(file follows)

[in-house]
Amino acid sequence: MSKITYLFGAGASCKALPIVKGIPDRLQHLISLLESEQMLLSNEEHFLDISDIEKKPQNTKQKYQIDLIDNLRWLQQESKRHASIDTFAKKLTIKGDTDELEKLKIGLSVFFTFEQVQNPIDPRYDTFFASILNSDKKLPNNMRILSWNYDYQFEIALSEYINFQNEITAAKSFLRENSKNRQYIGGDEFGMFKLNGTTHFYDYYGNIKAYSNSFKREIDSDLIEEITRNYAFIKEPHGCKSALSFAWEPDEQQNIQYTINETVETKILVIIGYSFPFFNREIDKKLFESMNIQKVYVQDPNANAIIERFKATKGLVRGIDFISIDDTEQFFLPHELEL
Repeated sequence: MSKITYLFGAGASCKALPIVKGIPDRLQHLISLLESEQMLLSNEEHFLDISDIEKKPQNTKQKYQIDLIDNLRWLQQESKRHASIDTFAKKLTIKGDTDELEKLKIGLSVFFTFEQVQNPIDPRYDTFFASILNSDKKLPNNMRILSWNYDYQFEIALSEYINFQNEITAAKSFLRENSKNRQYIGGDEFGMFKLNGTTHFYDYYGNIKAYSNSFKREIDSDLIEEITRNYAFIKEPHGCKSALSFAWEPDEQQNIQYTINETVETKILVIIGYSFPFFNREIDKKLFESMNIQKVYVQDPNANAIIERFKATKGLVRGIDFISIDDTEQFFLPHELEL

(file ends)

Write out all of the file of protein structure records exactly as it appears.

[in-house]
Amino acid sequence: MSKITYLFGAGASCKALPIVKGIPDRLQHLISLLESEQMLLSNEEHFLDISDIEKKPQNTKQKYQIDLIDNLRWLQQESKRHASIDTFAKKLTIKGDTDELEKLKIGLSVFFTFEQVQNPIDPRYDTFFASILNSDKKLPNNMRILSWNYDYQFEIALSEYINFQNEITAAKSFLRENSKNRQYIGGDEFGMFKLNGTTHFYDYYGNIKAYSNSFKREIDSDLIEEITRNYAFIKEPHGCKSALSFAWEPDEQQNIQYTINETVETKILVIIGYSFPFFNREIDKKLFESMNIQKVYVQDPNANAIIERFKATKGLVRGIDFISIDDTEQFFLPHELEL
Repeated sequence: MSKITYLFGAGASCKALPIVKGIPDRLQHLISLLESEQMLLSNEEHFLDISDIEKKPQNTKQKYQIDLIDNLRWLQQESKRHASIDTFAKKLTIKGDTDELEKLKIGLSVFFTFEQVQNPIDPRYDTFFASILNSDKKLPNNMRILSWNYDYQFEIALSEYINFQNEITAAKSFLRENSKNRQYIGGDEFGMFKLNGTTHFYDYYGNIKAYSNSFKREIDSDLIEEITRNYAFIKEPHGCKSALSFAWEPDEQQNIQYTINETVETKILVIIGYSFPFFNREIDKKLFESMNIQKVYVQDPNANAIIERFKATKGLVRGIDFISIDDTEQFFLPHELEL